Early on the morning of May 10, 2013, plaintiff forwarded the Senior Staff member's email to Ms. O'Hara, asking that she send her the original message or summarize it "so I'm clear in what they hear so I can craft my response." AR 2163. Ms. O'Hara responded approximately half an hour later, confirming that she had advised Senior Staff members that plaintiff would be "transitioning flexibly for the next few months and then depart[,]" and would be looking after her health for a while and "we will be backfilling your role but split into total rewards and shared services." AR 2163.

On May 13, 2013, plaintiff sent Ms. O'Hara an email enclosing the text of an announcement she wanted to send to "all HR" as soon as Ms. O'Hara approved it. The announcement described various "organizational structure changes" anticipated to follow plaintiff's departure from Blue Shield, which would result in areas of plaintiff's responsibility being re-allocated. Plaintiff added, "I will be transitioning my role through August." AR 2165. Blue Shield later confirmed that over the next few months, entire duties were "transitioned" from Ms. Murphy, including her responsibility for HR Technology, Employee Relations, and Corporate Security. See AR 247-248.

As of May 24, 2013, plaintiff began taking time off to deal with her medical issues. AR 2195, 2213. As of that time, she generally worked four days a week. Because she was upper management, her pay was not reduced, but the time off was recorded as "Personal Time Off" or "PTO." AR 246-247. Blue Shield also advised plaintiff that "PTO time" did not count as "earnings" for purposes of the disability plans. AR 2183.

Kerry Daley, the Blue Shield Manager in charge of Absence Management, also corresponded directly with Prudential and with plaintiff regarding plaintiff's eligibility for STD benefits. AR 2183. Plaintiff received confirmation from Blue Shield that her PTO time was being recorded. AR 2195. On July 18, 2013, Ms. Daley reported the status of plaintiff's reduced schedule to Ms. O'Hara. AR 2213-2215. Plaintiff worked a reduced schedule and assisted with the transition of her job duties until August 28, 2013, when she went out on administrative leave. She remained a full-time employee of Blue Shield, with benefits, until January 3, 2014. AR 419.

Initial Medical Testing and Evaluations

Plaintiff consulted with her primary care physician, Margaret Forsyth, M.D., on May 8, 2013, regarding the symptoms she had been experiencing. AR 561. Dr. Forsyth referred plaintiff to a neurologist, Adama Frye, M.D. AR 559-561, 1609. Dr. Frye referred plaintiff for an EEG on May 18, 2013, and a brain MRI on May 20, 2013. AR 552-556. The EEG was normal, and the brain MRI revealed mild gliosis around the surgical resection cavity. AR 550, 669-670.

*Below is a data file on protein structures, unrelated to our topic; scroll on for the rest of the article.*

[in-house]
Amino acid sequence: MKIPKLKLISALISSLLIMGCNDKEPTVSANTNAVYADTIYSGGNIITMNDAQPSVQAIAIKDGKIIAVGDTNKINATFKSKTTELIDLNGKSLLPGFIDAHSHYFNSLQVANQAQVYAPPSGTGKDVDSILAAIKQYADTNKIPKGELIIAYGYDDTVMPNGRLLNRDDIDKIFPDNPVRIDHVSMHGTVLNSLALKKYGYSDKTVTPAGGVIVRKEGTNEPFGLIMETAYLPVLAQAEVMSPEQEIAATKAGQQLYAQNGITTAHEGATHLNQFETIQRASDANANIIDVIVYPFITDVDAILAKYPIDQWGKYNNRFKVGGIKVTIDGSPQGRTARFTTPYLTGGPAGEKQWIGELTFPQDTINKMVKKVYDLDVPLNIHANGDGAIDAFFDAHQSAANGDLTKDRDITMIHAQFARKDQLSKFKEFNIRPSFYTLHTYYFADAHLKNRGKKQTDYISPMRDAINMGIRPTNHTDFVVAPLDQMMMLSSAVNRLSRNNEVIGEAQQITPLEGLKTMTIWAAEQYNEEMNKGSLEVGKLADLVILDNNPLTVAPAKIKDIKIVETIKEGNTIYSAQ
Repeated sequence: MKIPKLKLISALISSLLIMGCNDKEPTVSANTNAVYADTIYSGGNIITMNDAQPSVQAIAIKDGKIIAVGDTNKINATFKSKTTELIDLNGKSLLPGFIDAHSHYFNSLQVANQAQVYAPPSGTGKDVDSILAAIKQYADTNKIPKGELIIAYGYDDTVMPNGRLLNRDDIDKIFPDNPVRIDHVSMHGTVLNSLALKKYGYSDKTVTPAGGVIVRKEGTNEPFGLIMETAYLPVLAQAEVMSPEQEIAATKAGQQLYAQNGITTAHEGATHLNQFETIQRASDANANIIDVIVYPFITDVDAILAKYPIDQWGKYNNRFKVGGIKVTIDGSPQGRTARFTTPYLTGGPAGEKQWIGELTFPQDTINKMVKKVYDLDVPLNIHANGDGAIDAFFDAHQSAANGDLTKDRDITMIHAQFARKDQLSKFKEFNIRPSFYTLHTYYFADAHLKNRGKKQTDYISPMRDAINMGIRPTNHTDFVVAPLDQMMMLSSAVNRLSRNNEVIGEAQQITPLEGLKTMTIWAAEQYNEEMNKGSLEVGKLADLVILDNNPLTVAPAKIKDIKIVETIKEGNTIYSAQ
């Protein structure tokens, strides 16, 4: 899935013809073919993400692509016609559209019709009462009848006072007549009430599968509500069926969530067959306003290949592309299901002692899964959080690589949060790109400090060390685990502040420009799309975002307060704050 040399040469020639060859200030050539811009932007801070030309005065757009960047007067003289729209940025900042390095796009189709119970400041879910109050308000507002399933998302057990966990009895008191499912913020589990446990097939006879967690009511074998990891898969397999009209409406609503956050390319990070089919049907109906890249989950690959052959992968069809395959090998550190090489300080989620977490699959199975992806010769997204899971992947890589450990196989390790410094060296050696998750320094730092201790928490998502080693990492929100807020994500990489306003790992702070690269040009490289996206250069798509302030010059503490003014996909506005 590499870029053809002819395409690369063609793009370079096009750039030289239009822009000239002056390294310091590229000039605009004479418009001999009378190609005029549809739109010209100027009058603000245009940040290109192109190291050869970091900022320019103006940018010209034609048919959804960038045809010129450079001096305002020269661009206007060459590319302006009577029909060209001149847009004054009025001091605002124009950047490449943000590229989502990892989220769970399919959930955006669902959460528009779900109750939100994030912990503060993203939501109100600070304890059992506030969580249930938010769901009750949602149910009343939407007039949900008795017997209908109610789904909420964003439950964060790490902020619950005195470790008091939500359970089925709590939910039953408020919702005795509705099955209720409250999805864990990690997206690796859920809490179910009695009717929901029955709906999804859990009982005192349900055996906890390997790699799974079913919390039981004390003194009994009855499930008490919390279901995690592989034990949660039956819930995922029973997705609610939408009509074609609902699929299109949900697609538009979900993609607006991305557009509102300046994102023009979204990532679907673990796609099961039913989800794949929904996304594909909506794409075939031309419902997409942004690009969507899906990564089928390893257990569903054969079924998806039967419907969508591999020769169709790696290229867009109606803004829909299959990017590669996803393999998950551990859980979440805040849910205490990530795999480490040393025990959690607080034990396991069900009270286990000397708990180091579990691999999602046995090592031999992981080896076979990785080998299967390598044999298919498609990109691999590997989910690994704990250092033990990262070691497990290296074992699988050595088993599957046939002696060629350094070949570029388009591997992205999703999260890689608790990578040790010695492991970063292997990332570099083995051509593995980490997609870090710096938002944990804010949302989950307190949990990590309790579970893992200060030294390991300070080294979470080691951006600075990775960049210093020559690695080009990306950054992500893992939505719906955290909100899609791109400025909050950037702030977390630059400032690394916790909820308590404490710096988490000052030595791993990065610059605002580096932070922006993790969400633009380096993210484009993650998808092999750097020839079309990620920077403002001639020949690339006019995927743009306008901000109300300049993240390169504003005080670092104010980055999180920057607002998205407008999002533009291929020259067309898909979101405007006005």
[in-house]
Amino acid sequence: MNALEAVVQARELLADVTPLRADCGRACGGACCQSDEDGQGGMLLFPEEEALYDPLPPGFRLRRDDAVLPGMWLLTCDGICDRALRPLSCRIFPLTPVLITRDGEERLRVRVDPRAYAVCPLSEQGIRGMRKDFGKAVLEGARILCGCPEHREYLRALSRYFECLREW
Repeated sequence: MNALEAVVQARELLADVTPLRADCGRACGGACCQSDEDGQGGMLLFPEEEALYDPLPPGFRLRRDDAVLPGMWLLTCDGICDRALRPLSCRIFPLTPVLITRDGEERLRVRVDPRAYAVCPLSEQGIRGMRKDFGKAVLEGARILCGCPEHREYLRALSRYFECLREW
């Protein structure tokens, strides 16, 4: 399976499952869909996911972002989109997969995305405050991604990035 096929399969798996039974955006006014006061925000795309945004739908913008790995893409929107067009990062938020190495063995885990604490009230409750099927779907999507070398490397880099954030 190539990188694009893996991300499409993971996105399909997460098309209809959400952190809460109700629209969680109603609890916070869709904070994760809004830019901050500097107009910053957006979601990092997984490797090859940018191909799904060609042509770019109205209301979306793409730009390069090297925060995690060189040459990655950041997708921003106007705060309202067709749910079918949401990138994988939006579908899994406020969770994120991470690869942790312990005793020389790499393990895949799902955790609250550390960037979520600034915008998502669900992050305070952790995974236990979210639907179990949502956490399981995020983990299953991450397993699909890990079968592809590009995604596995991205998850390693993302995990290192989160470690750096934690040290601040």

At the initial consultation with Dr. Frye on June 6, 2013, plaintiff reported occasional auditory seizures "[o]ver the past several years," and also stated that "in the last 6-8 months her degree of dysphasia seems to be worsening, noted personally and from friends" and co-workers." AR 547. Dr. Frye conducted mental status and language screening tests, and recommended formal neuropsychological assessment, to include language testing, and also suggested anti-seizure medication. AR 549-550, 1609-1615. Dr. Frye also discussed EEG testing, but explained that local seizures are potentially missed on EEG testing. AR 550, 1615.

Plaintiff was initially reluctant to try Keppra, the anti-seizure medication recommended by Dr. Frye, because of a prior bad experience with another anti-seizure medication. AR 545-546. However, she ultimately agreed to a trial of Keppra, but on July 22, 2013, reported to Dr. Frye that she had to stop taking it because it was worsening her symptoms. AR 538-539. Dr. Frye responded that plaintiff's reported symptoms were "very unusual with Keppra," but agreed on July 26, 2013, to a trial of another medication, Vimpat. AR 537-538. Plaintiff agreed, but asked that the trial be delayed until after completion of the baseline speech assessment. AR 536-537.

In July 2013, plaintiff submitted a claim for STD Benefits, which was handled by Sedgwick Claims Management Services, Inc. ("Sedgwick"), the STD administrator. AR 1854. In support of plaintiff's claim, Dr. Frye reported that plaintiff had a seizure disorder and had only been working 4 days a week since May 24, 2013. AR 101-102, 740-741, 1575.

Sedgwick determined that plaintiff should undergo a neuropsychological examination. On August 16, 2013, Sedgwick's evaluation service sent plaintiff notice of an Independent Neuropsychological Evaluation scheduled for September 9, 2013, with William D. Hooker, Ph.D. AR 2345. Three days later, another Sedgwick evaluation service sent plaintiff notice of an Independent Neuropsychological Evaluation scheduled for September 12, 2013, with Peter Karzmark, Ph.D. AR 2347. Plaintiff notified Sedgwick of the scheduling mistake and additionally advised that the examinations would conflict with the examination ordered by her physician. On September 16, 2016, Sedgwick denied the claim. The sole explanation in the denial letter was "Insufficient Medical received." AR 1651. However, Sedgwick's claim notes indicate that the reason for the denial was that "medical does not support ongoing disability as severity has not been established per plan and [claimant] did not attend scheduled IME." AR 1864.